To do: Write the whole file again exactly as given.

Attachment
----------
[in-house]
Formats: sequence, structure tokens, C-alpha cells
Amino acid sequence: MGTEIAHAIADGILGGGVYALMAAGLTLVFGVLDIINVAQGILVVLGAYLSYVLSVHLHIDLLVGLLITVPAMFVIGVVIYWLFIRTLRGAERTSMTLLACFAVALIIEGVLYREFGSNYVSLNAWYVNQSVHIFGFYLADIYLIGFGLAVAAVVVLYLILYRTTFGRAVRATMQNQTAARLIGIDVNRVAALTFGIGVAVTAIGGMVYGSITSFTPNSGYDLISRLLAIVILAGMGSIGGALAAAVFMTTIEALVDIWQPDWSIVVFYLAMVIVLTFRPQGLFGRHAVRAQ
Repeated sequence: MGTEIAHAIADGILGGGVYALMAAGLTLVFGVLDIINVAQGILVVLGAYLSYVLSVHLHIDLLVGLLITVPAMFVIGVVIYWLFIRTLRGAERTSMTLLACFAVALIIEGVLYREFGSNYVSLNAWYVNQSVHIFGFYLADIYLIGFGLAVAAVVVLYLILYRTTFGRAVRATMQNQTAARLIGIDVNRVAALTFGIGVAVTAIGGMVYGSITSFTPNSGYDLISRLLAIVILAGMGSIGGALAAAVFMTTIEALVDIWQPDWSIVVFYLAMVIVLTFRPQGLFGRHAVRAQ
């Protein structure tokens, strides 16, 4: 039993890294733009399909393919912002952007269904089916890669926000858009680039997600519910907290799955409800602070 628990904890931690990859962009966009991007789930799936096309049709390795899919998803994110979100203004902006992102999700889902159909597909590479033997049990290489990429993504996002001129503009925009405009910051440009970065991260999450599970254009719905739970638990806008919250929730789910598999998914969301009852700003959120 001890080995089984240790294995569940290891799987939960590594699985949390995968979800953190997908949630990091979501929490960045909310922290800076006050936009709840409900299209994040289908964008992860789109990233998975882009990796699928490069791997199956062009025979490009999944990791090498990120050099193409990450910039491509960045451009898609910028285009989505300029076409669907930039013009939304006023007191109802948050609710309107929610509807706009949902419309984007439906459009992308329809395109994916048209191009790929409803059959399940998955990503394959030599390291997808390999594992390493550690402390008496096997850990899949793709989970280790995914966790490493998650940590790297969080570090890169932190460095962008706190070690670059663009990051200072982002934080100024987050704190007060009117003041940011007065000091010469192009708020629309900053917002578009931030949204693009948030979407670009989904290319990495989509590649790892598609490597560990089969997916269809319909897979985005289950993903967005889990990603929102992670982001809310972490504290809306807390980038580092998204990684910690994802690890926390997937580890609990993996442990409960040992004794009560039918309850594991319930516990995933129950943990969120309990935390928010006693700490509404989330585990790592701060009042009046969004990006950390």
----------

[in-house]
Formats: sequence, structure tokens, C-alpha cells
Amino acid sequence: MGTEIAHAIADGILGGGVYALMAAGLTLVFGVLDIINVAQGILVVLGAYLSYVLSVHLHIDLLVGLLITVPAMFVIGVVIYWLFIRTLRGAERTSMTLLACFAVALIIEGVLYREFGSNYVSLNAWYVNQSVHIFGFYLADIYLIGFGLAVAAVVVLYLILYRTTFGRAVRATMQNQTAARLIGIDVNRVAALTFGIGVAVTAIGGMVYGSITSFTPNSGYDLISRLLAIVILAGMGSIGGALAAAVFMTTIEALVDIWQPDWSIVVFYLAMVIVLTFRPQGLFGRHAVRAQ
Repeated sequence: MGTEIAHAIADGILGGGVYALMAAGLTLVFGVLDIINVAQGILVVLGAYLSYVLSVHLHIDLLVGLLITVPAMFVIGVVIYWLFIRTLRGAERTSMTLLACFAVALIIEGVLYREFGSNYVSLNAWYVNQSVHIFGFYLADIYLIGFGLAVAAVVVLYLILYRTTFGRAVRATMQNQTAARLIGIDVNRVAALTFGIGVAVTAIGGMVYGSITSFTPNSGYDLISRLLAIVILAGMGSIGGALAAAVFMTTIEALVDIWQPDWSIVVFYLAMVIVLTFRPQGLFGRHAVRAQ
């Protein structure tokens, strides 16, 4: 039993890294733009399909393919912002952007269904089916890669926000858009680039997600519910907290799955409800602070 628990904890931690990859962009966009991007789930799936096309049709390795899919998803994110979100203004902006992102999700889902159909597909590479033997049990290489990429993504996002001129503009925009405009910051440009970065991260999450599970254009719905739970638990806008919250929730789910598999998914969301009852700003959120 001890080995089984240790294995569940290891799987939960590594699985949390995968979800953190997908949630990091979501929490960045909310922290800076006050936009709840409900299209994040289908964008992860789109990233998975882009990796699928490069791997199956062009025979490009999944990791090498990120050099193409990450910039491509960045451009898609910028285009989505300029076409669907930039013009939304006023007191109802948050609710309107929610509807706009949902419309984007439906459009992308329809395109994916048209191009790929409803059959399940998955990503394959030599390291997808390999594992390493550690402390008496096997850990899949793709989970280790995914966790490493998650940590790297969080570090890169932190460095962008706190070690670059663009990051200072982002934080100024987050704190007060009117003041940011007065000091010469192009708020629309900053917002578009931030949204693009948030979407670009989904290319990495989509590649790892598609490597560990089969997916269809319909897979985005289950993903967005889990990603929102992670982001809310972490504290809306807390980038580092998204990684910690994802690890926390997937580890609990993996442990409960040992004794009560039918309850594991319930516990995933129950943990969120309990935390928010006693700490509404989330585990790592701060009042009046969004990006950390």